Technology, proximity and mobility of both victims and killers has changed over time. Of course, the car became a huge part of serial killing.
Now we have the internet, so stalking and selecting targets online is a recent innovation. We see that in the case of the Long Island Serial Killer, who targeted people on Craigslist. Technology moves along with serial homicide.
Did ancient serial murderers kill in different ways than they do today?
Methods are always evolving, not even over time but within one killer. The ‘signature’ remains the same, but the method often changes. It’s a learning process; they learn how to adjust behavior and methodology based on police procedures. Some even read academic journals and research the art or science of killing. What remains constant is the psychopathology, the need to regain control over their lives—and [that of] others around them—which they feel they lost in childhood.
Trauma is the most common [pathology] model among serial killers, but there are biochemical models, hereditary models… The more we research it, the more confounding it becomes to us.
Can you explain the phenomenon of ‘less-dead’ victims, as you explore in the book?
Killers tend to target victims who society looks down on or degrades. Often, victims are marginalized people: the poor, homeless, street prostitutes, runaway youths, gays, people who were or are stigmatized… Jack the Ripper targeted prostitutes and single mothers.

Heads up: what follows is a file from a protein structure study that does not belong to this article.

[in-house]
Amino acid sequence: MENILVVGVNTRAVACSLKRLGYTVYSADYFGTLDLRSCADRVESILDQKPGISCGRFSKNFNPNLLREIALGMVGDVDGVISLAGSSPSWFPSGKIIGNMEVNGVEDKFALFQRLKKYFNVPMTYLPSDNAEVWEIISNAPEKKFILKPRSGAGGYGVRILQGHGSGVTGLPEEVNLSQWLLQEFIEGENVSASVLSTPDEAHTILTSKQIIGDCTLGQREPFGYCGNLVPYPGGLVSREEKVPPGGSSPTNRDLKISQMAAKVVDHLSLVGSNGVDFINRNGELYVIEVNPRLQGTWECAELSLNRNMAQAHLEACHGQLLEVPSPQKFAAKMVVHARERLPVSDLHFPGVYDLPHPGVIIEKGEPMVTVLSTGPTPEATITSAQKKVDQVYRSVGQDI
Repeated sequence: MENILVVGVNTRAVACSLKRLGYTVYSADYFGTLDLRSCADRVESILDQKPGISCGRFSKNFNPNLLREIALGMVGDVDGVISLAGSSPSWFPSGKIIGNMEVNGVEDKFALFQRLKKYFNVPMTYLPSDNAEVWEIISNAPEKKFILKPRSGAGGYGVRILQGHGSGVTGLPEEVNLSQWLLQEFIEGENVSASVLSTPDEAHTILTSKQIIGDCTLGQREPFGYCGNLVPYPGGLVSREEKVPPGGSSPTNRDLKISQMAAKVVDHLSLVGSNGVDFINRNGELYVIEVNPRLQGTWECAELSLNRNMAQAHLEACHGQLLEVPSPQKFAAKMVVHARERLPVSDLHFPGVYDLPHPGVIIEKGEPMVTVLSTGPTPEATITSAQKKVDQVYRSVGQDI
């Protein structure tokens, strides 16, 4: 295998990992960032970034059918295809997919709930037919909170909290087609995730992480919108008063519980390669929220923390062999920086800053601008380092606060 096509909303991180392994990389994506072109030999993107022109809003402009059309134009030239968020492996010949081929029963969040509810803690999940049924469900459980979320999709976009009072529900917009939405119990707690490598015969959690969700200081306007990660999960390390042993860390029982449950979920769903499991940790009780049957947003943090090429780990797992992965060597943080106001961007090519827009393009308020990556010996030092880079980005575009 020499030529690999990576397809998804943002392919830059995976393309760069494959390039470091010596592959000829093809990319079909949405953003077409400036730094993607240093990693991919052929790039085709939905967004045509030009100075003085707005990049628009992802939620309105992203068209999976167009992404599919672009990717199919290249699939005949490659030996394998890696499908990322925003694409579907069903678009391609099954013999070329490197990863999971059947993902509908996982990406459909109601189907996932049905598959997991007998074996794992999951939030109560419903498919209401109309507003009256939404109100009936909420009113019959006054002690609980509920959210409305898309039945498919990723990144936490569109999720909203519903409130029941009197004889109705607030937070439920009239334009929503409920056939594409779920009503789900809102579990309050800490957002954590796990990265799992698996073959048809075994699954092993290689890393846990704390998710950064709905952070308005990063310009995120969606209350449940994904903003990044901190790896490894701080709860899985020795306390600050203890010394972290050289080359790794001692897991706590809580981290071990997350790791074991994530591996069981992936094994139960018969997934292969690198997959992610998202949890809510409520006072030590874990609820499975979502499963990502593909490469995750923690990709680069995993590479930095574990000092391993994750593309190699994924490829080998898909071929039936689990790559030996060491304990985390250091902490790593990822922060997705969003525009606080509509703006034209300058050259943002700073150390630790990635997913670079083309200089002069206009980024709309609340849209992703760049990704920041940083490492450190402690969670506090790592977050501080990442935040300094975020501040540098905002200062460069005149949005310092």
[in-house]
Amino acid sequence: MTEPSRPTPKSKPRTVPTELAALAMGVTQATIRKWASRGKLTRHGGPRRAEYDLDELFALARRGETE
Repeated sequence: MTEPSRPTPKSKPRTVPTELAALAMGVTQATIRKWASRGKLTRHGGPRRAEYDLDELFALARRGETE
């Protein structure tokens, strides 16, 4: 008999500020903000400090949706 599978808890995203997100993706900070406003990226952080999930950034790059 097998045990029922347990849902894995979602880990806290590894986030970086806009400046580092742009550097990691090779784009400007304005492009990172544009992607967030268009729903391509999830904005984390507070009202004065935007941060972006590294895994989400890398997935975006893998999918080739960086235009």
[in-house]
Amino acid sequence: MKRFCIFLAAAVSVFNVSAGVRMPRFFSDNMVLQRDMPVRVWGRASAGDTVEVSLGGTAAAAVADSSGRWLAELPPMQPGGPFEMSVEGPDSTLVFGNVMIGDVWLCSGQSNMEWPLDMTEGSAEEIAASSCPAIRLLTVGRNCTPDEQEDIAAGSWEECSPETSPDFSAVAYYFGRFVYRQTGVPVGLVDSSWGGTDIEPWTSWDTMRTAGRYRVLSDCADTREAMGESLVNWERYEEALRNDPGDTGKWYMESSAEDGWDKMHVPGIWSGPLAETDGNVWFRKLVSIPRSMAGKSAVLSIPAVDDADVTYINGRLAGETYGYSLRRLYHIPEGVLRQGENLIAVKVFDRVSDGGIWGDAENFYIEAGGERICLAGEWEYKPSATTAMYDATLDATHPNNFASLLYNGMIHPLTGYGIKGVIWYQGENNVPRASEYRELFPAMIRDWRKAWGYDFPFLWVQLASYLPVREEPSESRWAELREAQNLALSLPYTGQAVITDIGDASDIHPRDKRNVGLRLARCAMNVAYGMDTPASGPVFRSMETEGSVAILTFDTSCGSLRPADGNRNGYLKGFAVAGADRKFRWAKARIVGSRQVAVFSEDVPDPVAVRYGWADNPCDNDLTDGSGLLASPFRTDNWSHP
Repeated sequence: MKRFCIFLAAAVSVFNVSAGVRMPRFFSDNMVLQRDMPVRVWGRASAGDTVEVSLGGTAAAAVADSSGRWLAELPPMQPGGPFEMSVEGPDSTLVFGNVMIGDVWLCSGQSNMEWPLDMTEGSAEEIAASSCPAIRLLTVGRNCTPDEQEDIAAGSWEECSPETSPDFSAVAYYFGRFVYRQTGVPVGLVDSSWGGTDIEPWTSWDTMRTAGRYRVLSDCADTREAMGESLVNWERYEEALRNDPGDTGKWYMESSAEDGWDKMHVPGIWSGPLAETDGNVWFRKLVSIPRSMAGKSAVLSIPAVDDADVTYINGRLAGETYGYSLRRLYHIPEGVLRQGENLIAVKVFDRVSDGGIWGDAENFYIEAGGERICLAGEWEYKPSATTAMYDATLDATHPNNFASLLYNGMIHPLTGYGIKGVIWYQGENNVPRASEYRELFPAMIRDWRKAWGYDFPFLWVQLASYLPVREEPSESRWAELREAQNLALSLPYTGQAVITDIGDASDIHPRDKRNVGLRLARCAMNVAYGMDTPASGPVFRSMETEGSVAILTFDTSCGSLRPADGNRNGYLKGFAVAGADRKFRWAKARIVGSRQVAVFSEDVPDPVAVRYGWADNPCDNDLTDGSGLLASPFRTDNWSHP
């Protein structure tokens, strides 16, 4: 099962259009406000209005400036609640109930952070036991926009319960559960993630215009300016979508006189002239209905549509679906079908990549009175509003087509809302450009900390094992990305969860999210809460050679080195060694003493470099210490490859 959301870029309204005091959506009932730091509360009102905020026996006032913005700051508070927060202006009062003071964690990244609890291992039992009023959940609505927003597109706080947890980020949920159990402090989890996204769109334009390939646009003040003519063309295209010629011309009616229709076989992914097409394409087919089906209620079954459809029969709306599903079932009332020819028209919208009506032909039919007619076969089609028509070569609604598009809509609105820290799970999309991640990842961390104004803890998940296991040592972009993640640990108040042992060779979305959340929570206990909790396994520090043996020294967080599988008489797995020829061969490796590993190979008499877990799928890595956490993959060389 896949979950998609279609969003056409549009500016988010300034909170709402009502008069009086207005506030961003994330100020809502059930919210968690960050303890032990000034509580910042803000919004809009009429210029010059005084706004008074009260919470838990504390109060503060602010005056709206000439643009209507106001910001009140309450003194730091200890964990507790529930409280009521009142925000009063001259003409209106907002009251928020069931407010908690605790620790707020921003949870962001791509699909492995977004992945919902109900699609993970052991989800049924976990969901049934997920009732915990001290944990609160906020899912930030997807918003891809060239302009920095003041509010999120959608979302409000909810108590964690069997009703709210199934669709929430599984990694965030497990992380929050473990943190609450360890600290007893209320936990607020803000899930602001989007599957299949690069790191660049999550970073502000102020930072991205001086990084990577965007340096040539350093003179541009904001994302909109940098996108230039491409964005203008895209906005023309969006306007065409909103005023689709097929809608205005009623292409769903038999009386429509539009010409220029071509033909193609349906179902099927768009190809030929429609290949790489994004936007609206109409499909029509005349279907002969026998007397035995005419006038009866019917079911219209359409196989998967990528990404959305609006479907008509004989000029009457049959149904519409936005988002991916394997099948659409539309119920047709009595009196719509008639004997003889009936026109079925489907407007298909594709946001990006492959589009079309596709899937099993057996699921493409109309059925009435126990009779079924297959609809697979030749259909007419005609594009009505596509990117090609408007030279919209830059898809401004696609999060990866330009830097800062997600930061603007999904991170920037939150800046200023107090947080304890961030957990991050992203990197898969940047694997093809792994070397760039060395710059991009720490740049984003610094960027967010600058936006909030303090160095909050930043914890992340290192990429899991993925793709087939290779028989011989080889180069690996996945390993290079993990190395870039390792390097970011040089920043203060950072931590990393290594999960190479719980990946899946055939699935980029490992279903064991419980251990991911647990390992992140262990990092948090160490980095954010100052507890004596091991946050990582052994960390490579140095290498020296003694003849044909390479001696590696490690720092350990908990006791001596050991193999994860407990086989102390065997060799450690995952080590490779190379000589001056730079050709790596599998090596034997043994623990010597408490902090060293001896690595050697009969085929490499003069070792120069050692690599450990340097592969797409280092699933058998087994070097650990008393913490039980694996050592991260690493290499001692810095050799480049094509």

We look at killers as being rejects of society, but in reality they’re expressing the hostility of society onto the types of victims the [culture] cares less about.
Steven Egger coined that term; they are considered ‘less dead’ because people care about them less as opposed to a white, college-aged female or a child, which are highly valued. In news media, serial killings of crack-addicted prostitutes are less of a big media story than the murder of middle-class, gainfully employed citizens.
What were the motives of some of the earlier female serial killers in America and Europe?
Women kill for the same reason that men do, they just express it differently. If they’re on their own, they often forgo the sexual psychopathology. They tend not to mutilate, torture or keep people captive—women tend to go directly to the kill. Their sense of control is satisfied by simply taking a life.
How did Jack the Ripper change the game when it comes to how we see serial killers? Are there any modern-day murderers with a comparably mythic status?
There were lots of Jack the Rippers, but he’s different because he was killing in London, which was the media center of the world at that time. He was killing in rapid succession over a period of three months and was targeting prostitutes, which was salacious news with a sexual aspect. On top of that, he was never identified.
I’d say right now, LISK (the Long Island Serial Killer) is comparable. He’s hunting prostitutes, he’s taunting the family of one of the victims and, of course, he remains unidentified. If we never find out who he is, in a century he could be our new Jack the Ripper.